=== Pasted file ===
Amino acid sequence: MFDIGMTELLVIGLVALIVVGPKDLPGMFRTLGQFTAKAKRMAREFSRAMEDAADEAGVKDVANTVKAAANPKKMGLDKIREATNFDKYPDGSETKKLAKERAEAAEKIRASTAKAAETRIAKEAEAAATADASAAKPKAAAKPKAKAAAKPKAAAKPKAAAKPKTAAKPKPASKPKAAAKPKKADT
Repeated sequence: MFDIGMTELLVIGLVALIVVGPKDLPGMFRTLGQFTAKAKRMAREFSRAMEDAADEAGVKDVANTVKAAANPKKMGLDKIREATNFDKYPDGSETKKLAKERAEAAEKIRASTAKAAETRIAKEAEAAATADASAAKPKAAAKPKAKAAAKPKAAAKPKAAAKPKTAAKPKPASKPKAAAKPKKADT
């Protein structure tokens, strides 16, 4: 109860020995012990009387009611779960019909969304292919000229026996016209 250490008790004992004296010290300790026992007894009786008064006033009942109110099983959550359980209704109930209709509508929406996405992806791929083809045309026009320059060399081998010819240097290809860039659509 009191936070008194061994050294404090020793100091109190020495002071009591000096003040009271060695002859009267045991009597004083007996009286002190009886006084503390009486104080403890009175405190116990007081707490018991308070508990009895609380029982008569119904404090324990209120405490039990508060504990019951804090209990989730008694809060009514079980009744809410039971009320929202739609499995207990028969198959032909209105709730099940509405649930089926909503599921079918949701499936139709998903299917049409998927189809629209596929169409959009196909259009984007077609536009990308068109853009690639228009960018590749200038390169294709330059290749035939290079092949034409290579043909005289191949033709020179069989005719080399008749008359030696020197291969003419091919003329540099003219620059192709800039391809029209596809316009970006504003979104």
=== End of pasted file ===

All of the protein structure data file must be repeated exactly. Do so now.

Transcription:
Amino acid sequence: MFDIGMTELLVIGLVALIVVGPKDLPGMFRTLGQFTAKAKRMAREFSRAMEDAADEAGVKDVANTVKAAANPKKMGLDKIREATNFDKYPDGSETKKLAKERAEAAEKIRASTAKAAETRIAKEAEAAATADASAAKPKAAAKPKAKAAAKPKAAAKPKAAAKPKTAAKPKPASKPKAAAKPKKADT
Repeated sequence: MFDIGMTELLVIGLVALIVVGPKDLPGMFRTLGQFTAKAKRMAREFSRAMEDAADEAGVKDVANTVKAAANPKKMGLDKIREATNFDKYPDGSETKKLAKERAEAAEKIRASTAKAAETRIAKEAEAAATADASAAKPKAAAKPKAKAAAKPKAAAKPKAAAKPKTAAKPKPASKPKAAAKPKKADT
């Protein structure tokens, strides 16, 4: 109860020995012990009387009611779960019909969304292919000229026996016209 250490008790004992004296010290300790026992007894009786008064006033009942109110099983959550359980209704109930209709509508929406996405992806791929083809045309026009320059060399081998010819240097290809860039659509 009191936070008194061994050294404090020793100091109190020495002071009591000096003040009271060695002859009267045991009597004083007996009286002190009886006084503390009486104080403890009175405190116990007081707490018991308070508990009895609380029982008569119904404090324990209120405490039990508060504990019951804090209990989730008694809060009514079980009744809410039971009320929202739609499995207990028969198959032909209105709730099940509405649930089926909503599921079918949701499936139709998903299917049409998927189809629209596929169409959009196909259009984007077609536009990308068109853009690639228009960018590749200038390169294709330059290749035939290079092949034409290579043909005289191949033709020179069989005719080399008749008359030696020197291969003419091919003329540099003219620059192709800039391809029209596809316009970006504003979104």